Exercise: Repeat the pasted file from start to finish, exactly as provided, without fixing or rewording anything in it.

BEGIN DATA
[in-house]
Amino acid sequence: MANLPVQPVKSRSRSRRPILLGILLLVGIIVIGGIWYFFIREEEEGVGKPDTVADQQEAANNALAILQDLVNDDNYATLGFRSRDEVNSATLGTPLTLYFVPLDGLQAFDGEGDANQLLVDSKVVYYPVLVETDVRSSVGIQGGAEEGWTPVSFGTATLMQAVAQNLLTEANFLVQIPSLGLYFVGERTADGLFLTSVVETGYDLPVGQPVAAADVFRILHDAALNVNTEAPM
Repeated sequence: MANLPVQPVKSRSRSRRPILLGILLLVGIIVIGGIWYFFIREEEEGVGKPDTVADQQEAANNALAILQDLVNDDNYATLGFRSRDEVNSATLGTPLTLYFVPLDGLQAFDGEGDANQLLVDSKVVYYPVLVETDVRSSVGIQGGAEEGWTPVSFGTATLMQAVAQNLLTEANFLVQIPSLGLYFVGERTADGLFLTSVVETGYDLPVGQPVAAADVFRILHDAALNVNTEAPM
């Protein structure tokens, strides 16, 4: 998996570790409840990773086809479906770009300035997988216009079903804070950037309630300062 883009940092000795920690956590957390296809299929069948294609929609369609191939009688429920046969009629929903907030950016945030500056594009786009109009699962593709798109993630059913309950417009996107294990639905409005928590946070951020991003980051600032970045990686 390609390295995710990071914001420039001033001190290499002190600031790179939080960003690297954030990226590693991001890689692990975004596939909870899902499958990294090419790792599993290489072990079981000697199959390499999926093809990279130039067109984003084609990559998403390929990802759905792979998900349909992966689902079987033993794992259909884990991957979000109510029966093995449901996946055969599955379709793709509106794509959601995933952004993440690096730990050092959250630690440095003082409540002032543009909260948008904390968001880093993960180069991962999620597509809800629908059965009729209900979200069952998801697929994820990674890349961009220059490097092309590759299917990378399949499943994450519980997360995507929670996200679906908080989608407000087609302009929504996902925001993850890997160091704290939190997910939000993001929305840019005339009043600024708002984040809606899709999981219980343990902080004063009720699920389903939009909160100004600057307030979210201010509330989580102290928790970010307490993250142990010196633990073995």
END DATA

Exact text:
[in-house]
Amino acid sequence: MANLPVQPVKSRSRSRRPILLGILLLVGIIVIGGIWYFFIREEEEGVGKPDTVADQQEAANNALAILQDLVNDDNYATLGFRSRDEVNSATLGTPLTLYFVPLDGLQAFDGEGDANQLLVDSKVVYYPVLVETDVRSSVGIQGGAEEGWTPVSFGTATLMQAVAQNLLTEANFLVQIPSLGLYFVGERTADGLFLTSVVETGYDLPVGQPVAAADVFRILHDAALNVNTEAPM
Repeated sequence: MANLPVQPVKSRSRSRRPILLGILLLVGIIVIGGIWYFFIREEEEGVGKPDTVADQQEAANNALAILQDLVNDDNYATLGFRSRDEVNSATLGTPLTLYFVPLDGLQAFDGEGDANQLLVDSKVVYYPVLVETDVRSSVGIQGGAEEGWTPVSFGTATLMQAVAQNLLTEANFLVQIPSLGLYFVGERTADGLFLTSVVETGYDLPVGQPVAAADVFRILHDAALNVNTEAPM
């Protein structure tokens, strides 16, 4: 998996570790409840990773086809479906770009300035997988216009079903804070950037309630300062 883009940092000795920690956590957390296809299929069948294609929609369609191939009688429920046969009629929903907030950016945030500056594009786009109009699962593709798109993630059913309950417009996107294990639905409005928590946070951020991003980051600032970045990686 390609390295995710990071914001420039001033001190290499002190600031790179939080960003690297954030990226590693991001890689692990975004596939909870899902499958990294090419790792599993290489072990079981000697199959390499999926093809990279130039067109984003084609990559998403390929990802759905792979998900349909992966689902079987033993794992259909884990991957979000109510029966093995449901996946055969599955379709793709509106794509959601995933952004993440690096730990050092959250630690440095003082409540002032543009909260948008904390968001880093993960180069991962999620597509809800629908059965009729209900979200069952998801697929994820990674890349961009220059490097092309590759299917990378399949499943994450519980997360995507929670996200679906908080989608407000087609302009929504996902925001993850890997160091704290939190997910939000993001929305840019005339009043600024708002984040809606899709999981219980343990902080004063009720699920389903939009909160100004600057307030979210201010509330989580102290928790970010307490993250142990010196633990073995």